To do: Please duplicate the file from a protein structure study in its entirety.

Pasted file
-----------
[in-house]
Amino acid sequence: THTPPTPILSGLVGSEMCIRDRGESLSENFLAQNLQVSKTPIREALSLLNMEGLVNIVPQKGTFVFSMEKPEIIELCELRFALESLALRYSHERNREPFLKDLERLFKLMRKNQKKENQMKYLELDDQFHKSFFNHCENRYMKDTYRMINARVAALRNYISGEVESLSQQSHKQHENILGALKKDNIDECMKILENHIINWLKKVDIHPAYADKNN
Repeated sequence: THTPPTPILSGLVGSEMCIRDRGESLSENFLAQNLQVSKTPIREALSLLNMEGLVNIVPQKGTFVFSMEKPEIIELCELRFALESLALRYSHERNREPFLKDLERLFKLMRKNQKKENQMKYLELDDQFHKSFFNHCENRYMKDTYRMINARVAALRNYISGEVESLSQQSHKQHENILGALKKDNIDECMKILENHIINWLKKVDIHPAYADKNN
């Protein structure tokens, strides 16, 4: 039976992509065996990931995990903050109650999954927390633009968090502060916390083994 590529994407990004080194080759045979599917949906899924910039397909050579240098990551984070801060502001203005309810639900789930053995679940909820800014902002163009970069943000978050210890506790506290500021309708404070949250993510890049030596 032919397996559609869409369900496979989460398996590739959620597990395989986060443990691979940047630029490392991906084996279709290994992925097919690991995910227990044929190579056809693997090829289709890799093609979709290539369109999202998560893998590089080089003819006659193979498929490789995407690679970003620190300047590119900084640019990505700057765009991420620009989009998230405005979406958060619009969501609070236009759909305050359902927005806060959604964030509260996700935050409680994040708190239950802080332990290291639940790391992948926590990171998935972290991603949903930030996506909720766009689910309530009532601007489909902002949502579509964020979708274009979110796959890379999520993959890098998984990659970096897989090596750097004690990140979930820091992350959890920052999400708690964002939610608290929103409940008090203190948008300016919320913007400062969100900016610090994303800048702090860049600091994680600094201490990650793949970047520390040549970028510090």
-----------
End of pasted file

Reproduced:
[in-house]
Amino acid sequence: THTPPTPILSGLVGSEMCIRDRGESLSENFLAQNLQVSKTPIREALSLLNMEGLVNIVPQKGTFVFSMEKPEIIELCELRFALESLALRYSHERNREPFLKDLERLFKLMRKNQKKENQMKYLELDDQFHKSFFNHCENRYMKDTYRMINARVAALRNYISGEVESLSQQSHKQHENILGALKKDNIDECMKILENHIINWLKKVDIHPAYADKNN
Repeated sequence: THTPPTPILSGLVGSEMCIRDRGESLSENFLAQNLQVSKTPIREALSLLNMEGLVNIVPQKGTFVFSMEKPEIIELCELRFALESLALRYSHERNREPFLKDLERLFKLMRKNQKKENQMKYLELDDQFHKSFFNHCENRYMKDTYRMINARVAALRNYISGEVESLSQQSHKQHENILGALKKDNIDECMKILENHIINWLKKVDIHPAYADKNN
């Protein structure tokens, strides 16, 4: 039976992509065996990931995990903050109650999954927390633009968090502060916390083994 590529994407990004080194080759045979599917949906899924910039397909050579240098990551984070801060502001203005309810639900789930053995679940909820800014902002163009970069943000978050210890506790506290500021309708404070949250993510890049030596 032919397996559609869409369900496979989460398996590739959620597990395989986060443990691979940047630029490392991906084996279709290994992925097919690991995910227990044929190579056809693997090829289709890799093609979709290539369109999202998560893998590089080089003819006659193979498929490789995407690679970003620190300047590119900084640019990505700057765009991420620009989009998230405005979406958060619009969501609070236009759909305050359902927005806060959604964030509260996700935050409680994040708190239950802080332990290291639940790391992948926590990171998935972290991603949903930030996506909720766009689910309530009532601007489909902002949502579509964020979708274009979110796959890379999520993959890098998984990659970096897989090596750097004690990140979930820091992350959890920052999400708690964002939610608290929103409940008090203190948008300016919320913007400062969100900016610090994303800048702090860049600091994680600094201490990650793949970047520390040549970028510090």